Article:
Yesterday, I wrote why financial records (yaaaaawn) are important for old school gaming. Today, I’m taking a closer look to find out what exactly it is that makes this type of game work.
Why does Classic Traveller push its players into the depths of debt? Because THAT will force them to DO something; it's like a kick to the butt: Swim or sink, buddy.
To prove my point, I used Into the Odd rules for enterprises. If bad luck hits you over the head with low income, but high losses, you’re sliding (sometimes, falling) into debt quickly. This is important to know if you’re planning to give a barony or some other kind of empire or business in your players’ hands (and trust me, you do).
I hate book keeping. And yesterday’s post was a prime example of exactly that. So I’m asking myself: Is there a possibility to determine the means of a business or empire? Is there a way to determine what it can afford, without keeping a revenue-surplus account?
And thank the gods, there is.
(Enter stage left: Fallen Empires, a pbta game)
Apocalypse World and its hacks are games I’m referring to from time to time. pbtA has lots of good ideas, even though I don’t like the system. One of Fallen Empires’ character classes is exactly what I’m looking for: the Strongholder. Take a look at this:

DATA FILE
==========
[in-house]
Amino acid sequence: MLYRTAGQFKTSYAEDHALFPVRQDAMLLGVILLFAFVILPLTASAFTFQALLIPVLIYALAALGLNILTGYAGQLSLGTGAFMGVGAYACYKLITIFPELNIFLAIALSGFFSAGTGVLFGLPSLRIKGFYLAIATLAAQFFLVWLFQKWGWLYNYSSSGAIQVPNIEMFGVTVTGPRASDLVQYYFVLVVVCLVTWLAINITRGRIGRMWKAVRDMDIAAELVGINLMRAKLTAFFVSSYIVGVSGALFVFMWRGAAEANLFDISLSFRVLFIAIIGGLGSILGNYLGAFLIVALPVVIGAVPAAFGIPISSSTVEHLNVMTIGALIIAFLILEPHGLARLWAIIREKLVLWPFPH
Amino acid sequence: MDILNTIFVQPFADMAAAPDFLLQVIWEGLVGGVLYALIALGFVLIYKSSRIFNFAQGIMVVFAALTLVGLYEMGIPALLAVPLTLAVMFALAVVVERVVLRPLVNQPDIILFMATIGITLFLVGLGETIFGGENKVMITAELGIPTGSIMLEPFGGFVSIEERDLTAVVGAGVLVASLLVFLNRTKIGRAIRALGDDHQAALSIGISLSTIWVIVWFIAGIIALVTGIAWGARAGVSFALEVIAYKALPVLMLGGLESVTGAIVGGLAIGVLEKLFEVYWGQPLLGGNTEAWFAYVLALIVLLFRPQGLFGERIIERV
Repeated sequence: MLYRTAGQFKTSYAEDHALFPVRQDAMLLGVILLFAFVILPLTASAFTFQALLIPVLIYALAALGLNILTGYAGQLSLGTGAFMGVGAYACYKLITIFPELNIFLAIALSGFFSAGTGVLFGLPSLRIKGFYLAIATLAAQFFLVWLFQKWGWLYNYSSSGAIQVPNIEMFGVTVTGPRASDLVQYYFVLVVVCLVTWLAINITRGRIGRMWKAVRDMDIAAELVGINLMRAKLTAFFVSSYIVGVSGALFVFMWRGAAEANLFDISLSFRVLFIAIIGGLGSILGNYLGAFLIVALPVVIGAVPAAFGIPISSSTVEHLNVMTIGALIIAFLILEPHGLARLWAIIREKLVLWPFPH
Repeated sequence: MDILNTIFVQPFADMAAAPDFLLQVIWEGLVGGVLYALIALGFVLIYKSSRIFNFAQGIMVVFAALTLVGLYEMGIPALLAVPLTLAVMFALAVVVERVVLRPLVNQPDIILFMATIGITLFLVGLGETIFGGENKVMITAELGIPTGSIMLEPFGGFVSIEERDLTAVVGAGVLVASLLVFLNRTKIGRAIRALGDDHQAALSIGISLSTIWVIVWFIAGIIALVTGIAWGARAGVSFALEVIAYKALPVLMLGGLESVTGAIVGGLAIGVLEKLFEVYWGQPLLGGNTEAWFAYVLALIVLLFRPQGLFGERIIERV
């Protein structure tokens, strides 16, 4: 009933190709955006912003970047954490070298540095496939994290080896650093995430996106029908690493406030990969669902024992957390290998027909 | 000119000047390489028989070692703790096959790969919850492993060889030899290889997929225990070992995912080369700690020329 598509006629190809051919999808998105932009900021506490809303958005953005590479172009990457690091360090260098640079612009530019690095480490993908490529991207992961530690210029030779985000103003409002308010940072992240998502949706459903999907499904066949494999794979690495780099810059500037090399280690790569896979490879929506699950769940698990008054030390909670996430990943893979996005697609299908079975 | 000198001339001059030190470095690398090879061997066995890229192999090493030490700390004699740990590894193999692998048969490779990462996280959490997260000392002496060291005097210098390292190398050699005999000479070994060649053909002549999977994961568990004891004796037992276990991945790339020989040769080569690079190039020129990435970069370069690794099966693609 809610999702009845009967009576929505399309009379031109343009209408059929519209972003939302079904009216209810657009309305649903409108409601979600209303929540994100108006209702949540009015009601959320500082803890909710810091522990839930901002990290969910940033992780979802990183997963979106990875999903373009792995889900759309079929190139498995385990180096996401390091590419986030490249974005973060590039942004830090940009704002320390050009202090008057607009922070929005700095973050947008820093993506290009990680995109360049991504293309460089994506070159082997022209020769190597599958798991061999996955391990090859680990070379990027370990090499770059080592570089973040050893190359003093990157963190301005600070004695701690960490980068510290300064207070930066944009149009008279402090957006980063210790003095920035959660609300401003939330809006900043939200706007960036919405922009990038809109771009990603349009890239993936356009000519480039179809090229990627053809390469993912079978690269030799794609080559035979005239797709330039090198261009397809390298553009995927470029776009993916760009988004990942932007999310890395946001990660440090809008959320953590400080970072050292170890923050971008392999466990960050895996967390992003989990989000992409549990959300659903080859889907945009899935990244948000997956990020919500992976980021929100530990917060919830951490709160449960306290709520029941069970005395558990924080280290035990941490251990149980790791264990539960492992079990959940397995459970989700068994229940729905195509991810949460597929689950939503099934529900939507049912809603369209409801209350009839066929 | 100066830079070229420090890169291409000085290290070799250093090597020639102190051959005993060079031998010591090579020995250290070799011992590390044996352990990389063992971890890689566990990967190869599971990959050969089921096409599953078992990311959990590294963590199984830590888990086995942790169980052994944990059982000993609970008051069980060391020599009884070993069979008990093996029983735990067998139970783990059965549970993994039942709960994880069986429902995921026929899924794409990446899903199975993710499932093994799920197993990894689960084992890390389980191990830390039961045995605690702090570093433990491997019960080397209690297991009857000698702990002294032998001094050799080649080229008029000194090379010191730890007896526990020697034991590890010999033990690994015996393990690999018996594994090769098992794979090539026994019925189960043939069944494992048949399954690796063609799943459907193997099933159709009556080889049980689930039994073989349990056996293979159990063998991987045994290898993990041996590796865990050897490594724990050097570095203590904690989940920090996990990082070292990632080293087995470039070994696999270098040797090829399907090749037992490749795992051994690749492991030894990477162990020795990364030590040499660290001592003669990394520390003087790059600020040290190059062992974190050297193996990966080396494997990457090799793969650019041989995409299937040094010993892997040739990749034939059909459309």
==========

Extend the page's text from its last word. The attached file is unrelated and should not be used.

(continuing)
Let me pull up the information on yesterday’s gang quickly:
There is a small empire called “Barony of Bones”. Its king is Skulltor. The Barony has a military force consisting of 60 skeletal dinosaurs. And it sends out troops of undead warriors each night to rob people.
Let’s use the description above as inspiration:
The Barony of Bones has 100 un-souls, living in a rotten castle built in a godforsaken swamp. About 40 of them, violent skeleton warriors, are raiding the nearby town on a regular basis. Their weapons are almost worthless, rusty and prone to breaking. But people are terrified of them. There’s a lot of infighting because Chaos has crept in and is slowly eroding morale.
So far, so good. But what about the finances?
That’s what one of the Strongholder special powers (“moves”) is for:
Now we’re cooking with gas, aren’t we? So at the beginning of the session, preferably in downtime, I’m rolling 2d6+ hard. Hard is rolled when you “go aggro; sucker someone; do battle”. Let’s say Skulltor has Hard 2. So I’m rolling 2d6+3. A total of 10. That means Skulltor will have the financial means to pursue whatever plan he has in mind. Had I rolled a total of 6 or lower, the Barony of Bones would not have been able to realize its plans – and that would have forced Skulltor to hire experts, for instance.
Experts, like your player characters.